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2009-08-31

Four Years After Katrina, New Orleans Still Struggling to Recover from the Storm

Guests

Tracie Washington, lifelong New Orleans resident and civil rights attorney. She is the co-founder and president of the Louisiana Justice Initiative.

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President Obama promised Saturday that his administration would not forget the devastation wrought by Hurricane Katrina and its aftermath. He vowed to help people finish the task of rebuilding and recovery while working to prevent similar catastrophes in the future. For an assessment of the pace of recovery four years after Hurricane Katrina, we speak to lifelong New Orleans resident and civil rights attorney Tracie Washington. [includes rush transcript]

Transcript

This is a rush transcript. Copy may not be in its final form.

AMY GOODMAN:

We continue on the issue of healthcare in New Orleans and where New Orleans is today, four years after the storm. Anjali?

ANJALI KAMAT:

Well, President Obama promised Saturday that his administration would not forget the devastation wrought by Hurricane Katrina and its aftermath. He vowed to help people finish the task of rebuilding and recovery, while working to prevent similar catastrophes in the future.

    PRESIDENT BARACK OBAMA: Government must be a partner, not an opponent, in getting things done. And that’s why we’ve put in place innovative review and dispute-resolution programs to expedite recovery efforts and have freed up hundreds of millions of dollars of federal assistance that had not been distributed.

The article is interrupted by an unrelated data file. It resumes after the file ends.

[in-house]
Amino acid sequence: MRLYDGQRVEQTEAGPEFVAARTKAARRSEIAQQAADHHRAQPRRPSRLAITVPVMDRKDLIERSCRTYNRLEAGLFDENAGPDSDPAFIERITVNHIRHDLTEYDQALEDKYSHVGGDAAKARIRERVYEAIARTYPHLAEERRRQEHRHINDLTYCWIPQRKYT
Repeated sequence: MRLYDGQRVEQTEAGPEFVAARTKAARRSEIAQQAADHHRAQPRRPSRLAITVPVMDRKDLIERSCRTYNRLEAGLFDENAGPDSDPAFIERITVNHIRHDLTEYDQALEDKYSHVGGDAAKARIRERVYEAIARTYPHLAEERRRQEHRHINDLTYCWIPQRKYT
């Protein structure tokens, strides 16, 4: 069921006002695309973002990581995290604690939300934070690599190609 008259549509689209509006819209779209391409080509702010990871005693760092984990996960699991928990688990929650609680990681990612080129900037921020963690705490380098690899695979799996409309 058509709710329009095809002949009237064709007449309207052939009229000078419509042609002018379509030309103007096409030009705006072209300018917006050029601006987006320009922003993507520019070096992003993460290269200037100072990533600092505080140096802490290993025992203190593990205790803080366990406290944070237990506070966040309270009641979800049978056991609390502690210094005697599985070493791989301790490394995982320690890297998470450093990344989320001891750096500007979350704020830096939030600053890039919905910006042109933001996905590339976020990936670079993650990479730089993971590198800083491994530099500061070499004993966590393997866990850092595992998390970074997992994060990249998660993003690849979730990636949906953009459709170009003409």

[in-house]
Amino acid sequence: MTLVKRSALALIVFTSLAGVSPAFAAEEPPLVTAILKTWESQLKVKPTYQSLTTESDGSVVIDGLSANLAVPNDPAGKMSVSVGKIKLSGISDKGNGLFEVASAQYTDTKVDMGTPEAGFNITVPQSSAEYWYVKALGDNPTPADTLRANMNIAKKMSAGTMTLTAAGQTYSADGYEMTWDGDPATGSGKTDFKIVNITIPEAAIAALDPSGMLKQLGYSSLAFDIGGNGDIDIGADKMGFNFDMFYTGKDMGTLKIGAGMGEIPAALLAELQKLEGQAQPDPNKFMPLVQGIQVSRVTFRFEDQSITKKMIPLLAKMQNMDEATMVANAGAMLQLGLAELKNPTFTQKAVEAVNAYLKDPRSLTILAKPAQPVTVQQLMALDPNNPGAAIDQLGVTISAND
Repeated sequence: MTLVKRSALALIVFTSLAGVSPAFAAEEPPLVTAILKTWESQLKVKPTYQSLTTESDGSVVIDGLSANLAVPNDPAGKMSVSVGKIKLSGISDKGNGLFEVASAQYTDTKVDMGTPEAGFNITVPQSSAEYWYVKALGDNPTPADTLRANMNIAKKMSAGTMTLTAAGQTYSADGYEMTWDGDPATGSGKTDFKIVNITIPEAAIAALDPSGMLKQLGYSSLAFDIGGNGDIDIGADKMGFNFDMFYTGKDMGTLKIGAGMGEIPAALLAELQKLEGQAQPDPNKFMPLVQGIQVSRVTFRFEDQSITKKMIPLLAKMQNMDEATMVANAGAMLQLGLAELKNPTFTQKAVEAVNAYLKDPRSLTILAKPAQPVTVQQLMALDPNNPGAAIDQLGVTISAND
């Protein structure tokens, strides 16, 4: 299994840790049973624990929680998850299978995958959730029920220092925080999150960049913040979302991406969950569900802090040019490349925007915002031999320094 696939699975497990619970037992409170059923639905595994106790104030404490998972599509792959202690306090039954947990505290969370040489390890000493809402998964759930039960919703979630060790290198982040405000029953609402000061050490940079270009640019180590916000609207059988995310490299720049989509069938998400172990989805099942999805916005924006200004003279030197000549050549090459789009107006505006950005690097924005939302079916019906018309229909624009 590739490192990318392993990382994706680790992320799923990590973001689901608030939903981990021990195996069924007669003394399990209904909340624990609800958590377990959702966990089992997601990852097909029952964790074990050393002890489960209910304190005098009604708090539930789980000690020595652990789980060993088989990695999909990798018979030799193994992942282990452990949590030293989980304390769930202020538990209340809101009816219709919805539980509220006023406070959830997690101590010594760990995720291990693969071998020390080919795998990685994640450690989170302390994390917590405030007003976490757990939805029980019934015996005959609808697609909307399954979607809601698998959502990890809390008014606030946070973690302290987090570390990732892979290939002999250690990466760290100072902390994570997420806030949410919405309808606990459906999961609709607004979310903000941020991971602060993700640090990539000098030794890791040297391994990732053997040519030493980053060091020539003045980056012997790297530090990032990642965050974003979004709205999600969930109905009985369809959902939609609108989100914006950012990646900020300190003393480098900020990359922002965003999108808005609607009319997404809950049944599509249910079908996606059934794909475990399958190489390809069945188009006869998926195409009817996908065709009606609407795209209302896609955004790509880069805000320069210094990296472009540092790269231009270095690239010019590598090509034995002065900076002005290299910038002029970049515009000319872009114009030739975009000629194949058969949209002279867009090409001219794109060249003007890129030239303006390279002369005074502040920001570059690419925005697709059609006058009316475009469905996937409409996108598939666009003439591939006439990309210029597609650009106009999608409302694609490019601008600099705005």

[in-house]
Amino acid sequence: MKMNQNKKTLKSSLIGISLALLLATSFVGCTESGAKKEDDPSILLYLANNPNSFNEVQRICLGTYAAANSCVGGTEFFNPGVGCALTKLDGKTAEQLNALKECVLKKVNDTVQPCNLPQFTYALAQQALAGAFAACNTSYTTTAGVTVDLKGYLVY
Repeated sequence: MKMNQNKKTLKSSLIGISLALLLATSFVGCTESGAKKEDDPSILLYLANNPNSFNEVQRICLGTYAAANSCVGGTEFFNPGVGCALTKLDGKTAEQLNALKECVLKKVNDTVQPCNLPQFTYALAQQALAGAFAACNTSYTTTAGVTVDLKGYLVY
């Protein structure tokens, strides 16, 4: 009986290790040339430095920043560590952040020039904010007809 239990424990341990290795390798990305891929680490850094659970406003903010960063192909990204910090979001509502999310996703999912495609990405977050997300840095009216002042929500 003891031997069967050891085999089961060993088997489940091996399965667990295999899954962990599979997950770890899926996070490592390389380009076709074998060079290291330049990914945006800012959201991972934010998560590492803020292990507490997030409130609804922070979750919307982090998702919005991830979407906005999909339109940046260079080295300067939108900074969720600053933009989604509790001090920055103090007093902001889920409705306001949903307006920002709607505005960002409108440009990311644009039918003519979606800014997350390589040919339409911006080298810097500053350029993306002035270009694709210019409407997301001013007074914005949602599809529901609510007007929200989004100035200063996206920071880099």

This is also allowing us to move forward with stalled projects across the Gulf Coast: building and improving schools, investing in public health and safety, and repairing broken roads, bridges and homes. And this effort has been dramatically amplified by the Recovery Act, which has put thousands of Gulf Coast residents to work.

    As we complete this effort, we see countless stories of citizens holding up their end of the bargain. In New Orleans, hundreds of kids just started the school year at Langston Hughes Elementary, the first school built from scratch since Katrina. The St. Bernard Project has drawn together volunteers to rebuild hundreds of homes, where people can live with dignity and security. To cite just one hopeful indicator, New Orleans is the fastest-growing city in America, as many who’ve been displaced are now coming home.

AMY GOODMAN:

Well, for an assessment on the pace of recovery four years after Hurricane Katrina, we’re joined in New Orleans by longtime New Orleans resident and civil rights attorney Tracie Washington, co-founder and president of the Louisiana Justice Initiative.

Welcome to Democracy Now!, Tracie. As you listen to the story you just listened to at Memorial, four years ago, and talk about healthcare today, what is your assessment?

TRACIE WASHINGTON:

Well, good morning, Amy, and thanks for having me on the show.

I had not heard that story by Ms. Fink. I got it last night and read — began reading some of it, and it’s just tragic. And it’s unfortunate that so many of the facts we’re learning now were not made available to us in the last four years. And what we also know is that despite the promises of President Obama, which we appreciate, we’re still, in Louisiana and in New Orleans, having to deal with recovery based upon promises and not based upon rights.

AMY GOODMAN:

Tell us the situation about healthcare in Louisiana, in New Orleans, today and the issues that you’re working on at the Justice Initiative.

TRACIE WASHINGTON: